Thanksgiving is somehow the only holiday that doesn’t seem to sneak up on me. I appreciate that.
I like the idea of a holiday that is about reflecting on the things that are truly valuable in our lives. Plus pie. Can’t go wrong with that.
It’s possibly my favorite holiday. We haven’t traveled for it in a few years, since Petra was a baby, and doing “Friendsgiving” turns out to be a total delight. This year, for the first time in a long time, we are actually traveling a bit–we’ll be driving to a friend’s house in town.
I used to feel a liiiiiiittle bit conflicted about Thanksgiving’s history. Like Columbus Day, it has some pretty awful colonialist overtones. The history of genocide is hard to escape, even if you mask it with little kids in Pilgrim and Indian costumes. But then, last year, I read the kids a picture book called Squanto’s Journey. I can’t recommend this book enough. It tells the story of Squanto, from his early life through the First Thanksgiving. He had an amazing life, and none of it was anything I had ever heard in history class. He was treated well by some English people, and then was kidnapped by some others. He ended up living in a monastery in Spain for several years. The monks helped him get to England, where he convinced an English trading vessel to take him back to North America. And when he got back to the village where he had lived, he found it emptied–the people had died of a disease brought by the Europeans. And that was exactly where the Pilgrims wound up building Plymouth (they believed that God had cleared out these Native people for their convenience…ahem). Imagine, going out of your way to help the people who built a settlement right where your own home used to be! Of course, the Pilgrims weren’t directly responsible for ousting the Patuxet, but they easily could have been.
And here’s an amazing thing. I always thought that the friendship between the Pilgrims and Indians was something we make a big deal out of when we tell little kids about it, but that it really lasted a very short time and then everyone got back to killing each other. I learned from Squanto’s Journey that the peace that Squanto brokered between the Pilgrims and several groups of indigenous people lasted for fifty years. That means that every man, woman, and child at that Thanksgiving table was dead or very old by the time relations between the people in that area broke down. It’s a beautiful reminder that sharing a meal connects people, and that the first Thanksgiving really was, as we were taught in elementary school, an enduring peace.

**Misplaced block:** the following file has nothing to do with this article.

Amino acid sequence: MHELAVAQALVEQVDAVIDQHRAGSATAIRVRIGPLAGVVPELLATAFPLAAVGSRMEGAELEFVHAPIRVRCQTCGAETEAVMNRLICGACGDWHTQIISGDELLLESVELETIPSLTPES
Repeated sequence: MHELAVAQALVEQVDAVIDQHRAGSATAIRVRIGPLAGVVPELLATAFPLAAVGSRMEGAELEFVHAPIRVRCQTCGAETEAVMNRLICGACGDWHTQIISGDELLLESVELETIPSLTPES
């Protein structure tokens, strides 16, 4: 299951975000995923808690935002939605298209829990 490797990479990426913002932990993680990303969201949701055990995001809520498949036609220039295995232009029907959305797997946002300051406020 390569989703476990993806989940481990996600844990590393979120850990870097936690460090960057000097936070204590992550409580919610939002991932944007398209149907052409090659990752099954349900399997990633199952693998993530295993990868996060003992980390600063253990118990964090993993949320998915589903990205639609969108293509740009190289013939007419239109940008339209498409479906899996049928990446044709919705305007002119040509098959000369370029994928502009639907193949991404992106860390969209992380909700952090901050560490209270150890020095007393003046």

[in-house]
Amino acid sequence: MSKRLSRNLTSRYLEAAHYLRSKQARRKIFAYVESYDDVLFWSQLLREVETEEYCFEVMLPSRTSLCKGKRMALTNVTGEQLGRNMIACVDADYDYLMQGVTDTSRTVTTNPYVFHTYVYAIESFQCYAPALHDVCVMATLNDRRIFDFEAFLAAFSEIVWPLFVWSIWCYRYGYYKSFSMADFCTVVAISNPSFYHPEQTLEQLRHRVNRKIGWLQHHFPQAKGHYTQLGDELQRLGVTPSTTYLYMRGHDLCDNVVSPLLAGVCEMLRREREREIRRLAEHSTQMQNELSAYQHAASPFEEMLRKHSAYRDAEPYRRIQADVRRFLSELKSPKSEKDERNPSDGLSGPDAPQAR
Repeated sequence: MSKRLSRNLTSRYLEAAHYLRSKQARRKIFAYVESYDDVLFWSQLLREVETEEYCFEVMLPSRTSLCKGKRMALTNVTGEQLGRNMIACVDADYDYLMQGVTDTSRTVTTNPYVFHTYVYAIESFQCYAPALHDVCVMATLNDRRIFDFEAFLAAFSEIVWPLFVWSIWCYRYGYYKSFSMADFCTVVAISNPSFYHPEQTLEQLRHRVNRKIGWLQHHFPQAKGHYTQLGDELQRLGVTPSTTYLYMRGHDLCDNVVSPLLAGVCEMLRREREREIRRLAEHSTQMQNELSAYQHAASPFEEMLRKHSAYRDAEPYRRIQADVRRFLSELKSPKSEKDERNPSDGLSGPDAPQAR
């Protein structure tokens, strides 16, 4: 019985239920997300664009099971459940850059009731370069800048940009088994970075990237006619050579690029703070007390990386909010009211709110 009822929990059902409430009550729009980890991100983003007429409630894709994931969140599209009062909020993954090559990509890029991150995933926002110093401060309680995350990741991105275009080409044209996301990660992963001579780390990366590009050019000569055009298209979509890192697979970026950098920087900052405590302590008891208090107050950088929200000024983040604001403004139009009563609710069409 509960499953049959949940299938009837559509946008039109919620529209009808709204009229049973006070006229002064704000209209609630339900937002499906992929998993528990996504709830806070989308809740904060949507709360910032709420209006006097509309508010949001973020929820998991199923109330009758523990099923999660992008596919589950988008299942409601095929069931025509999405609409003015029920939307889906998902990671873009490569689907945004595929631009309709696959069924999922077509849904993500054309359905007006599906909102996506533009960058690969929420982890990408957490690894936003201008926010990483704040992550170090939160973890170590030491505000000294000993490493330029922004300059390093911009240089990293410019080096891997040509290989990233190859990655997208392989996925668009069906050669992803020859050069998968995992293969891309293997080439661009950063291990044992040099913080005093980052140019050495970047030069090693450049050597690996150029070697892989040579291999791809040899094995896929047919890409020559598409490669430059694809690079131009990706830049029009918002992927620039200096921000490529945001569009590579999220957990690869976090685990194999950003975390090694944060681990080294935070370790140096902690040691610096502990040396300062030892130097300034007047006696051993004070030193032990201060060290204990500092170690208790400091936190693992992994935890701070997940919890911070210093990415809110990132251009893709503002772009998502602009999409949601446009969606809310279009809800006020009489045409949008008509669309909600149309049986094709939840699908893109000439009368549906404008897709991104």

I don’t think Squanto’s Journey should be the only book you read your kids about the first Thanksgiving. It definitely assumes familiarity with the more commonly known version of the story. Silas recently listened to Magic Treehouse: Thanksgiving on Thursday, which has Jack and Annie going back to the first Thanksgiving, so he understood the context.
On a very slightly related note, we also recently read Tomie dePaola’s The Popcorn Book. Among other interesting facts, it says that Indians brought popcorn to the first Thanksgiving. I don’t know why, but we all found this very funny (along with many of the other facts in the book. Who knew there was so much to learn about popcorn?).
The other Thanksgiving read I want to recommend is Balloons Over Broadway, about the inventor of those big balloons in the Macy’s parade. The guy who made them used to design marionettes…and he conceived them as upside down marionettes. Think about that one for a minute. The story of how he invented the balloons, with the problem solving, engineering, and artistry he had to call upon, is inspiring, and beautifully rendered in this picture book. We’re looking forward to watching the parade with new eyes this year (assuming we can figure out how to stream it. Cord cutters, do you have any leads?).
I hope your Thanksgiving is delightful. And if your relatives are too crazy, you have my permission to slip off to a quiet corner and hide your nose in a book until the smoke alarm rings to call you to dinner.